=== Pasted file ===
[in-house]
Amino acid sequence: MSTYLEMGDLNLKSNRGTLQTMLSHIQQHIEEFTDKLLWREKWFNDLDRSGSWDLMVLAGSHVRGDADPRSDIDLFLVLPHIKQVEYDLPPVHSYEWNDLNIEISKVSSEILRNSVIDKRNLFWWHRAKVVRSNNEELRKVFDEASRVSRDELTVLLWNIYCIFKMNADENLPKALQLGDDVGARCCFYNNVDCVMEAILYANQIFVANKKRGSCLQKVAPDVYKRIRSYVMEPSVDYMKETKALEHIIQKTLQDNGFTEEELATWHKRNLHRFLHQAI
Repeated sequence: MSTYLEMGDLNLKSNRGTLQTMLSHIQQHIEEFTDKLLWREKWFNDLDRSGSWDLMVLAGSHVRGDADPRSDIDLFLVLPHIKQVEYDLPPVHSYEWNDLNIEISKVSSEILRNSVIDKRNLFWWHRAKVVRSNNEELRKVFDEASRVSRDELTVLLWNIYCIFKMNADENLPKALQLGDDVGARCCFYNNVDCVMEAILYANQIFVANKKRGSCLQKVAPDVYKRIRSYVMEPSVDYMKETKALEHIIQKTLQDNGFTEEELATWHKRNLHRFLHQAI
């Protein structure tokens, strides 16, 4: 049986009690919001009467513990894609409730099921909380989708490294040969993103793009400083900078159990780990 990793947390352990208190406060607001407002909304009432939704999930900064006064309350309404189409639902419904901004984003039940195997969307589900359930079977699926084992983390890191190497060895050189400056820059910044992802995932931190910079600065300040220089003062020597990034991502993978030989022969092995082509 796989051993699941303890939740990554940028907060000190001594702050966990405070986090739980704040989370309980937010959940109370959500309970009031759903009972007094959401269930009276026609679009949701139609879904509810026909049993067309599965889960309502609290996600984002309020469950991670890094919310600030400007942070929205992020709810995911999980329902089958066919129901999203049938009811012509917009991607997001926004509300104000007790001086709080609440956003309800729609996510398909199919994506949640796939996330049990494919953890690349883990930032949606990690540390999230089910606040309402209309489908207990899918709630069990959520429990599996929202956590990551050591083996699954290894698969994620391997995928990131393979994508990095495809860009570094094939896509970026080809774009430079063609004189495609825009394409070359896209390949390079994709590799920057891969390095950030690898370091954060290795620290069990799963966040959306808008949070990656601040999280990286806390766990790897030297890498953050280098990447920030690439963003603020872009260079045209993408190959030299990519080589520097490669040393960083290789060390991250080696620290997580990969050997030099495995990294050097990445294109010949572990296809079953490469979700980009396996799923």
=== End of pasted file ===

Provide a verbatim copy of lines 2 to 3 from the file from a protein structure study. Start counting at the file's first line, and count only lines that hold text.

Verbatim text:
Amino acid sequence: MSTYLEMGDLNLKSNRGTLQTMLSHIQQHIEEFTDKLLWREKWFNDLDRSGSWDLMVLAGSHVRGDADPRSDIDLFLVLPHIKQVEYDLPPVHSYEWNDLNIEISKVSSEILRNSVIDKRNLFWWHRAKVVRSNNEELRKVFDEASRVSRDELTVLLWNIYCIFKMNADENLPKALQLGDDVGARCCFYNNVDCVMEAILYANQIFVANKKRGSCLQKVAPDVYKRIRSYVMEPSVDYMKETKALEHIIQKTLQDNGFTEEELATWHKRNLHRFLHQAI
Repeated sequence: MSTYLEMGDLNLKSNRGTLQTMLSHIQQHIEEFTDKLLWREKWFNDLDRSGSWDLMVLAGSHVRGDADPRSDIDLFLVLPHIKQVEYDLPPVHSYEWNDLNIEISKVSSEILRNSVIDKRNLFWWHRAKVVRSNNEELRKVFDEASRVSRDELTVLLWNIYCIFKMNADENLPKALQLGDDVGARCCFYNNVDCVMEAILYANQIFVANKKRGSCLQKVAPDVYKRIRSYVMEPSVDYMKETKALEHIIQKTLQDNGFTEEELATWHKRNLHRFLHQAI